Tobacco executives acknowledged to a congressional committee Thursday that nicotine is addictive and causes health problems, even as they pleaded anew for passage of a global liability settlement that would insulate them from some future lawsuits.
“Is nicotine addictive?” asked Rep. Diana DeGette, D-Colo., a member of the House Commerce Committee.
“It would be,” replied Laurence Tisch, co-chairman and chief executive officer of Loews Corp., which owns the Lorillard Tobacco Co.
“Yes, under the terms that people use today, I would say it is,” said Steven Goldstone, chairman and chief executive officer of RJR Nabisco.
Said Vincent Grierer Jr., chief executive officer of U.S. Tobacco Inc.: “That would be accurate.”
Some cigarette executives made similar acknowledgments in letters to the Senate Judiciary Committee last year.
But Nick Brookes, chairman and chief executive officer of Brown & Williamson Tobacco Cos. demurred Thursday on addictiveness of tobacco. “I personally would not use that term,” he said.
Asked by Rep. Gene Green, D-Texas, whether tobacco products cause health problems, such as lung cancer, Goldstone replied, “Yes, I think smoking plays a role in lung cancer.”
Answered Tisch: “I think it plays a role.”
A number of cigarette company executives wrote to the Senate Judiciary Committee last year conceding that tobacco was addictive.
The face-off came as the industry executives traveled to the Capitol to argue on behalf of the settlement they negotiated in June with 40 states - and exhort lawmakers to include the provision limiting further lawsuits.
“We cannot agree to any legislation that does not include the limited commonsense civil liability protections,” Brookes said.
But neither Democrats nor Republicans seem eager to grant the request of an industry that has produced documents showing it targeted children in advertisements for tobacco products in the 1970s.
“Our only goal must be to pass legislation that protects our children,” said Rep. Henry Waxman, D-Calif., an anti-smoking activist. “We don’t need the tobacco industry’s blessing to do this. We don’t even need their agreement. All we need is the political will to do what’s right.”
The industry maintains that language affording it immunity from future lawsuits is necessary to protect it from bankruptcy.
A deal struck in June between the industry and state attorneys general would end 40 state lawsuits against the industry if the companies pay $368 billion over 25 years and voluntarily change such practices as marketing. Part of the settlement money would include payments to treat sick smokers. In return, the industry would get protection from most future lawsuits. The deal must be ratified by Congress if it is to become law.
But the industry’s case has been harmed by recently released secret documents showing that in the 1970s, tobacco companies targeted children with their marketing practices and conducted research to increase the nicotine levels in their products.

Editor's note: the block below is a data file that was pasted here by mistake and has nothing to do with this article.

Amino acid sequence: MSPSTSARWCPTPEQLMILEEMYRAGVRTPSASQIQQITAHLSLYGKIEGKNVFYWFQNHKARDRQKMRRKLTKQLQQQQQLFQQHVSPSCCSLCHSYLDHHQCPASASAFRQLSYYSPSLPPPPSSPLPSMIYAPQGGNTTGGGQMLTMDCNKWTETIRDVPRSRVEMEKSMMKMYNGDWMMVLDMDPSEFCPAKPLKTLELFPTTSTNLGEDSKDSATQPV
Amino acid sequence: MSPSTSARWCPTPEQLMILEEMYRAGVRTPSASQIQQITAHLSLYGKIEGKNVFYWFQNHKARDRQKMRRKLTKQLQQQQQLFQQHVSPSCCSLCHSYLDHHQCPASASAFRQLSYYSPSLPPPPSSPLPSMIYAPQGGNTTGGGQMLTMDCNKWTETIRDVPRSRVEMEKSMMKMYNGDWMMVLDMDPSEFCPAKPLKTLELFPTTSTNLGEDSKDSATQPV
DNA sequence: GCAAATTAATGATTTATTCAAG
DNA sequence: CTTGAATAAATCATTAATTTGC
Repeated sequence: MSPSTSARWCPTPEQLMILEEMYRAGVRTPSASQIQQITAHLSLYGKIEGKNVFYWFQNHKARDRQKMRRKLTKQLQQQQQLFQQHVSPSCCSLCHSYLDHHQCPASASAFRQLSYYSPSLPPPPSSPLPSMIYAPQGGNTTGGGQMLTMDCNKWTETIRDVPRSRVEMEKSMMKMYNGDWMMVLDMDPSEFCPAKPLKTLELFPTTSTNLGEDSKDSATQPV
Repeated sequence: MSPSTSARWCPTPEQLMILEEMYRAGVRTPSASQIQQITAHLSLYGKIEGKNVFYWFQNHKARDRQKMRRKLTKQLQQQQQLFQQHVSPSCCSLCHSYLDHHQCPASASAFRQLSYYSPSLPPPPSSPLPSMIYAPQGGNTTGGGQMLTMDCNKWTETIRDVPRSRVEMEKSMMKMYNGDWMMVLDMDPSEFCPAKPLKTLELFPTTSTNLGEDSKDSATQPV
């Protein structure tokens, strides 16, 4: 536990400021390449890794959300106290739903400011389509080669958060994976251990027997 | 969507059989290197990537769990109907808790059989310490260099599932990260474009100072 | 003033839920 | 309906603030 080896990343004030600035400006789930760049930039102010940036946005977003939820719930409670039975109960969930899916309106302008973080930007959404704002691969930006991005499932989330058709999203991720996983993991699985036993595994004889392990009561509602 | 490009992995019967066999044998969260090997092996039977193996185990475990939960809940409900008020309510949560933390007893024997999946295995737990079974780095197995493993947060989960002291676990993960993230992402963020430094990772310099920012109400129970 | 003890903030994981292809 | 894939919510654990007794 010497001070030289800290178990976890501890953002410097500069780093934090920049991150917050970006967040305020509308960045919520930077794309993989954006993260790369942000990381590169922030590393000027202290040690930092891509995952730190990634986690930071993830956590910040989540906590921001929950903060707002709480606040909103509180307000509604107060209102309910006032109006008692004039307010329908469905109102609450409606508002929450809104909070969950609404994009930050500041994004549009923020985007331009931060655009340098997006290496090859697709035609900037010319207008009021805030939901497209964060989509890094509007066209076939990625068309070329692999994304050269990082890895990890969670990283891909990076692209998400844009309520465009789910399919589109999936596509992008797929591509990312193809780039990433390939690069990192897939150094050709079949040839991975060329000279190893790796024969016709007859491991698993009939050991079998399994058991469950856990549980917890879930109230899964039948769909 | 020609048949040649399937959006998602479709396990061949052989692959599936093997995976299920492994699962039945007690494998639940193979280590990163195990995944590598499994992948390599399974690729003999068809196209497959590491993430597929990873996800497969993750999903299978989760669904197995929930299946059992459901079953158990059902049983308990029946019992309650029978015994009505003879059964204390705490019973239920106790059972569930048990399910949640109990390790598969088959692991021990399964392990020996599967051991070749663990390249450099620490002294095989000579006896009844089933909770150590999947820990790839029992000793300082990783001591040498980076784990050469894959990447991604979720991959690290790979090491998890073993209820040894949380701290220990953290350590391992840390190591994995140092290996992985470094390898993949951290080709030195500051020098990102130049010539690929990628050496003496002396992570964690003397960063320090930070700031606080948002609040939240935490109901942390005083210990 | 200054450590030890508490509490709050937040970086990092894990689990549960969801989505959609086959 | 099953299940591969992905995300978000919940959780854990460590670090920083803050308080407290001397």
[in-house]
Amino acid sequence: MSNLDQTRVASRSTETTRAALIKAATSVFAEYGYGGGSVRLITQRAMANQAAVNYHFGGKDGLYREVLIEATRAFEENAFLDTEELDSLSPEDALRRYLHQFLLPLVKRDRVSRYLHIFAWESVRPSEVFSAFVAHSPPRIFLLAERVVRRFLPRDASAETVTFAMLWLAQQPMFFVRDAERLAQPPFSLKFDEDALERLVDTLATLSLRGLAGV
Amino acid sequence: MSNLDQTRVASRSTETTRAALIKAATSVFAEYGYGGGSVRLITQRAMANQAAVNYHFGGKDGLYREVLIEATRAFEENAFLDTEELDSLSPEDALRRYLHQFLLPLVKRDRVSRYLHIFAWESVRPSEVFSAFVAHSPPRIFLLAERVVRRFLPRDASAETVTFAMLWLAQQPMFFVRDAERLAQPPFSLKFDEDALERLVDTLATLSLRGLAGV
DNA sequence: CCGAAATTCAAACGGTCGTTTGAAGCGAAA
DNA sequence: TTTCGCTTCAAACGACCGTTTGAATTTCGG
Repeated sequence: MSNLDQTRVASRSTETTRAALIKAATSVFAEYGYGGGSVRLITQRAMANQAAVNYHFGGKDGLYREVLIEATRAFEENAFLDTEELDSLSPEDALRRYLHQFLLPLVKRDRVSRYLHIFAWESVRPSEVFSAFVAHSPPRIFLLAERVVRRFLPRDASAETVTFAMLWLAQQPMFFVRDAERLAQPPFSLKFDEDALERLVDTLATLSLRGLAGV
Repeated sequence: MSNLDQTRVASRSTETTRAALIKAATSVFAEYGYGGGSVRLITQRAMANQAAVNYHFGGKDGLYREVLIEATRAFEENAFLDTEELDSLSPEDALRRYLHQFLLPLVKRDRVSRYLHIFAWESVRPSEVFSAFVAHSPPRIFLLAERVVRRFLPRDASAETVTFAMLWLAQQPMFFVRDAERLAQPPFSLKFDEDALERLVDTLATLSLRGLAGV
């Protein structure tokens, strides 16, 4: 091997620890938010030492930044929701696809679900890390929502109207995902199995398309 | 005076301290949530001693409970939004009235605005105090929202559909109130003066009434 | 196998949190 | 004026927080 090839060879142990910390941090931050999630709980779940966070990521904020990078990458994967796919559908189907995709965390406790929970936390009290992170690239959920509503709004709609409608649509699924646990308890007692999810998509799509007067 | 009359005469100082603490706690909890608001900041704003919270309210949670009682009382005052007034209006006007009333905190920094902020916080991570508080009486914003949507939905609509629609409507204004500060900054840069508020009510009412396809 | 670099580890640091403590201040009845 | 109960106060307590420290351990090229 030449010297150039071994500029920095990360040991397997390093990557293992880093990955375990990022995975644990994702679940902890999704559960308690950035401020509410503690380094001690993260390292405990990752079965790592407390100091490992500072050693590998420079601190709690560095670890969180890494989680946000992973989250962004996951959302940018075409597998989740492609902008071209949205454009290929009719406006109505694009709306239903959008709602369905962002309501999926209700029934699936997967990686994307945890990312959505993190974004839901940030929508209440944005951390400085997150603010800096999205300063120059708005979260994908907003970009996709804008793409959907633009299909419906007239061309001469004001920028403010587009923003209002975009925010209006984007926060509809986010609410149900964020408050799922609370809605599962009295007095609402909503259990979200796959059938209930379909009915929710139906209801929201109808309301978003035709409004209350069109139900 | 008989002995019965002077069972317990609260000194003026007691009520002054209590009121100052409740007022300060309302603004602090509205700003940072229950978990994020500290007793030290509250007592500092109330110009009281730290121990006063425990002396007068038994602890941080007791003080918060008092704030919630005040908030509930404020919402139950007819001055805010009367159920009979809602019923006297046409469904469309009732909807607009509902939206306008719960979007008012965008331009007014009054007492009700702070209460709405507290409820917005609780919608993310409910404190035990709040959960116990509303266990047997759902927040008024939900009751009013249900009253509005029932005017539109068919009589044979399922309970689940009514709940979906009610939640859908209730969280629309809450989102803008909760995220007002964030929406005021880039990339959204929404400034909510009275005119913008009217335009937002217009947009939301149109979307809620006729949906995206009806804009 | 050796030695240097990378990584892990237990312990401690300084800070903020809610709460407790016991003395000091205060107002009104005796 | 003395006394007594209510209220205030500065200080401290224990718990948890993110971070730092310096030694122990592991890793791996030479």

In testimony before the Commerce Committee on Thursday, tobacco executives condemned those strategies and pledged to make public a cache of new documents on those subjects.
“It is immoral, it is unethical as well as illegal to market to people underage,” conceded Goldstone, chairman of RJR Nabisco.
Goldstone and four other industry executives pledged to make public hundreds of thousands of documents sought by Minnesota prosecutors who are suing the industry for consumer fraud and deception.
Those documents, also dating back to the 1970s, contain the industry’s research into whether nicotine is addictive and its plans to market tobacco products to children, said Scott Strand, deputy counsel in the Minnesota attorney general’s office.
“This is a very good decision,” committee Chairman Thomas Bliley Jr., R-Va., told the executives. “Now, the American people will have a chance to read those documents for themselves.”
One document released Thursday indicated that tobacco companies have little hope of persuading Congress to ratify the global settlement.
The Dec. 22 memo from Bozell Sawyer Miller Group, a public relations firm, recommends an advertising and media campaign to push voters to pressure their lawmakers to enact the June settlement.
“Make politicians feel that failure to act positively on that package runs political risks because voters will punish them,” it said.
“People had to understand that the industry position was made on good faith,” said Scott Williams of Bozell Sawyer Miller. “If for some reason the settlement didn’t work out, people should know that the industry was sincere about it.”